Windows CE, Microsoft's platform for set-top boxes, handheld devices, and other non-PC appliances, is also embedded in factory machinery and devices that do not require a user interface. Windows CE will also be appearing in devices like Sega's Dreamcast gaming machine and Auto PC in the next year.
"We have broadened the definition of the devices that use Windows CE," a Microsoft spokesman said, noting that Windows CE terminals from NTT will have no start button or pull down windows. "In retrospect, we may have done the industry a disservice by putting the Windows 95 look and feel on the first generation of devices, because some embedded devices don't even have a UI. The [interface] will probably be transparent."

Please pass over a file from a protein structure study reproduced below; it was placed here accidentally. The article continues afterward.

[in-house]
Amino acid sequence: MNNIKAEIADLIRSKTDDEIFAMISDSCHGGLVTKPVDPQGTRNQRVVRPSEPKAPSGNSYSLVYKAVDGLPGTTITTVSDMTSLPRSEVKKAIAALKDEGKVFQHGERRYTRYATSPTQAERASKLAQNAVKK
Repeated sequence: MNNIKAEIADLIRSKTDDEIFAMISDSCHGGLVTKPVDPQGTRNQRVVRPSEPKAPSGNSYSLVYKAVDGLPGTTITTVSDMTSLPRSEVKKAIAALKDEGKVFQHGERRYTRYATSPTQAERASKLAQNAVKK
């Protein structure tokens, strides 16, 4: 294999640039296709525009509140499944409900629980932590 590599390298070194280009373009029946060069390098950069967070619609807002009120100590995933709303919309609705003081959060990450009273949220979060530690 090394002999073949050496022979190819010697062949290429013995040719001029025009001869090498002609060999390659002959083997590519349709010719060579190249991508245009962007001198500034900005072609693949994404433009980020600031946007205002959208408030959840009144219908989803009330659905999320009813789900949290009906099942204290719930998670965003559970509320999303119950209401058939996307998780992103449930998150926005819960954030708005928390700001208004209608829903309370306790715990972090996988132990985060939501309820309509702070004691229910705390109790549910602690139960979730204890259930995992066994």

Japan will be moving toward a universal debit card system in the next year, and terminals based on Windows CE will be easy to standardize, Microsoft said.
"They have a need for standardization, and Windows CE was their choice," a Microsoft spokesman said. "Windows CE has been PCMIA compliant from the get-go, and the PCMIA slots in the systems will accomplish the software upgrades."
Initially, Windows CE terminals from NTT will be used in retail stores, but debit, credit, and ATM terminals based on Windows CE may also be seen in Japan in the next year, Microsoft said.
NTT's credit card authorization terminals will be based around Windows CE starting in April, Microsoft said.